The MCA test is given in grades 3 through 8 and 10 in reading, grades 3 through 8 and 11 in math, and grades 5, 8, and 10 in science. The ACT test is offered to 11th graders within our school and students are encouraged to take it more than once in preparation for college entrance.
Did you know that Minnesota statute has capped districtwide testing at 11 hours or less per year, depending on grade level? This equates to students spending less than 1% of their time on tests each year.
While testing is a valuable comparison tool, it is important to remember that tests do not measure the whole child. They do not measure a student's creativity, work ethic, social skills, or other important qualities essential to be a productive member of the community. Therefore, it is important to recognize that Pequot Lakes schools do not rely solely on the score from one test. Rather, we look to foster strengths in many areas and recognize students for their talents.
Overall, these are summative assessments and we triangulate this data with many other forms of assessment to best understand the academic needs of the student and respond to what they know, what they don't know, and how we can best meet their needs to reach state standards. Standardized tests are a valuable resource for measuring student achievement and helping to guide academic decisions. By providing a consistent and objective assessment of student performance, these tests can be a powerful tool for educators, administrators, and families.
Five test-taking tips that will help students perform at their best: 1) get a good night’s sleep; 2) eat a healthy breakfast; 3) dress confidently; 4) arrive early with necessary materials; and 5) smile, you are going to do great!
Achievements and Opportunities
“Achievements & Opportunities”
Kurt Stumpf, Superintendent
It’s hard to believe but we are already making plans for end-of-year activities. There has been, continues to be, and we are still planning many activities and exciting opportunities for our students and community. Below are some highlights.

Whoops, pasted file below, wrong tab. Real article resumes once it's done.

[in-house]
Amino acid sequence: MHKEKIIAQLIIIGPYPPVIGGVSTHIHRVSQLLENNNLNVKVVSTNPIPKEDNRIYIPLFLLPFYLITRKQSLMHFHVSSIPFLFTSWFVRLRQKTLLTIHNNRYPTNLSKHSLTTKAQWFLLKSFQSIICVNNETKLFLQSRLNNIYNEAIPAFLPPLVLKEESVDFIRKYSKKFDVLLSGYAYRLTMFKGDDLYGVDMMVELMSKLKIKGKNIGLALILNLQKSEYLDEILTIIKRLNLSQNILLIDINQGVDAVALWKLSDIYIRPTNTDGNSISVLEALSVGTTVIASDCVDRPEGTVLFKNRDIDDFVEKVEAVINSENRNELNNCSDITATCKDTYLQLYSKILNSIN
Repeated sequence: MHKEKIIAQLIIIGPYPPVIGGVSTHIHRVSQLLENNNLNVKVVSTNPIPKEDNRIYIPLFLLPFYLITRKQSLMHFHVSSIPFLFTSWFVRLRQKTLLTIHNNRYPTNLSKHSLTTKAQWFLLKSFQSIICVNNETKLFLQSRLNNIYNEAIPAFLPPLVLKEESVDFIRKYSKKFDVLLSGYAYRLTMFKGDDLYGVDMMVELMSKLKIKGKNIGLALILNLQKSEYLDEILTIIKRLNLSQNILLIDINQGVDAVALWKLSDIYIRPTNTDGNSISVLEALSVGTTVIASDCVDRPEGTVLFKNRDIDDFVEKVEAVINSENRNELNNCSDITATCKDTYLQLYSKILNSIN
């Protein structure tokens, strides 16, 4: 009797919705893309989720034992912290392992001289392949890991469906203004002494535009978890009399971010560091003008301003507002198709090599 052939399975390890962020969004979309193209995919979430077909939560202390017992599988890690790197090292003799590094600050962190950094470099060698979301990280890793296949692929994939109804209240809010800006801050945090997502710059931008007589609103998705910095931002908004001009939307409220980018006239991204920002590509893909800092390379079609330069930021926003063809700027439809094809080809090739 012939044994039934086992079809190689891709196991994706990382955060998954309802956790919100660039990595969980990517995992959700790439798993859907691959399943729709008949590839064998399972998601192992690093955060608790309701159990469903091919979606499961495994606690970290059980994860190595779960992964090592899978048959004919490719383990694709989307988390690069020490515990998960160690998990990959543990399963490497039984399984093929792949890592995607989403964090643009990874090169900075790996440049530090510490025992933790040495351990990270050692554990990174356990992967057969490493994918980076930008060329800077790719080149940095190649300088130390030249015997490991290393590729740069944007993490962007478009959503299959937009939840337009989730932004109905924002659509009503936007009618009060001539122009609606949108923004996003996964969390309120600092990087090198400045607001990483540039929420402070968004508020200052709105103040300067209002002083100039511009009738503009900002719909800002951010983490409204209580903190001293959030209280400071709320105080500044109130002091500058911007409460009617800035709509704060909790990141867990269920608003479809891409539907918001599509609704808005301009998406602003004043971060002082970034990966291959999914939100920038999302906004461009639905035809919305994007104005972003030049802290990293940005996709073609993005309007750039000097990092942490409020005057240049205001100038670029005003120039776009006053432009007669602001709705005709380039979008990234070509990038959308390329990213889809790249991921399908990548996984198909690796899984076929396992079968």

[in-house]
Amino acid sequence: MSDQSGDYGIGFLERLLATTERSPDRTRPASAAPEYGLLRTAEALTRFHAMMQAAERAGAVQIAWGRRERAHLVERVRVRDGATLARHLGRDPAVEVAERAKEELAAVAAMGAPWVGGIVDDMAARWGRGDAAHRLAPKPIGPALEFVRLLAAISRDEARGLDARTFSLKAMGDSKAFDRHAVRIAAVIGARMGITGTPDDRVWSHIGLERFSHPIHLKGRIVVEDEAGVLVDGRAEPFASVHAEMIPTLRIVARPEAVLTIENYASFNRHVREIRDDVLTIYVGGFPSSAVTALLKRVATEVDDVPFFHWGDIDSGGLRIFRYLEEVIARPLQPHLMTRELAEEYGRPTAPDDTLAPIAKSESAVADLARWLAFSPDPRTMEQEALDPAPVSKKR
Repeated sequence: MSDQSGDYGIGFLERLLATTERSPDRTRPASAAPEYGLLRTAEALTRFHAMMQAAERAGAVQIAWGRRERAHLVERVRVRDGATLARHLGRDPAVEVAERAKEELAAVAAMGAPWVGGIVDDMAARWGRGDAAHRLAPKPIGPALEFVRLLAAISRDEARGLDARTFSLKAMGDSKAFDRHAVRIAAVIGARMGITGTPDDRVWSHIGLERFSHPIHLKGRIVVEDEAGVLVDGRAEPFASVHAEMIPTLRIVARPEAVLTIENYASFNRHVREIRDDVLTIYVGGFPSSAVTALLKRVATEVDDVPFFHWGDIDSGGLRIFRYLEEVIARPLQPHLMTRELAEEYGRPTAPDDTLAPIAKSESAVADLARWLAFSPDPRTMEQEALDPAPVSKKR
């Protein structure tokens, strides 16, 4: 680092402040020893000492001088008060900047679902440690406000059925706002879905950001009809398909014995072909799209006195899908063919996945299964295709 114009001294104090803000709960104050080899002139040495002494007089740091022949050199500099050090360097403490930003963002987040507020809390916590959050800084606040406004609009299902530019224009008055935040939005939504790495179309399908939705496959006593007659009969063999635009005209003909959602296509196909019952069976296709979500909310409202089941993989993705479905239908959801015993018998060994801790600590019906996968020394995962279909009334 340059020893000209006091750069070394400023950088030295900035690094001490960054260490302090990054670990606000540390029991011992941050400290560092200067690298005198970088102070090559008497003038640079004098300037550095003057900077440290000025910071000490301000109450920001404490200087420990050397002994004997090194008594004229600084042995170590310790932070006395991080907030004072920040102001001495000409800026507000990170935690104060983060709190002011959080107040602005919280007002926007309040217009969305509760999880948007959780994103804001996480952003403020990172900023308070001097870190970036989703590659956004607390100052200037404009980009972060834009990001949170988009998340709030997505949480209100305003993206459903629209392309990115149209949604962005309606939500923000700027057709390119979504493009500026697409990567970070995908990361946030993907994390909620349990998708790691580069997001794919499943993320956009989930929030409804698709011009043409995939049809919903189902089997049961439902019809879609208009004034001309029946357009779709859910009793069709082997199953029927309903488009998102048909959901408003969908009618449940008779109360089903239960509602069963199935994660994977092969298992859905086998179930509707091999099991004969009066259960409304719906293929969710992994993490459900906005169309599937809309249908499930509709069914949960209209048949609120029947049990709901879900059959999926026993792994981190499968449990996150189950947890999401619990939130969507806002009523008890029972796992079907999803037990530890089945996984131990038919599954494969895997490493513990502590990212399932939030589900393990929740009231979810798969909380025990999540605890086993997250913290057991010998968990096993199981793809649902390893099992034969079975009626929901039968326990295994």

Pequot Lakes students have competed and achieved at impressive levels, such as: Minnesota Class AA State Runner-up in Volleyball; One-Act Play advancing from Sub-sections to Sections for the first time in many years; Robotics team winning Regionals again and advancing to the World Competition and the State Tournament; the Roadcrew Wrestling team and individuals earning a trip to the State Tournament; and the Boys Basketball team advancing to State competition.
Pequot Lakes students have enjoyed many opportunities provided by dedicated staff who plan events, as well as supportive parents and community. Some of these awesome opportunities include: all 6th-grade students having the opportunity to attend a 3-day overnight Wolf Ridge trip; elementary students participating in the PTA Color Run; high school students taking part in a Career Fair; elementary students having an all-school Bingo with prizes from PTA; middle school students taking a day trip to Nisswa on their bikes; as well as many other field trips and awesome classroom experiences.
The school district is partnering with ATSR for an educational facility assessment and long-range planning services. The educational facility assessment provides a district inventory of all assets, including roofing, HVAC, electrical, and interior finishes. The inventory includes a cost and timeline for replacement. The second component of the facilities study, long-range planning, has included stakeholder input on future educational needs and long-range planning. The school board continues to receive and discuss information relating to facilities planning. Please view the Facilities Study webpage (www.isd186.org → District → Facilities Study) for up-to-date information.
Safe Routes to School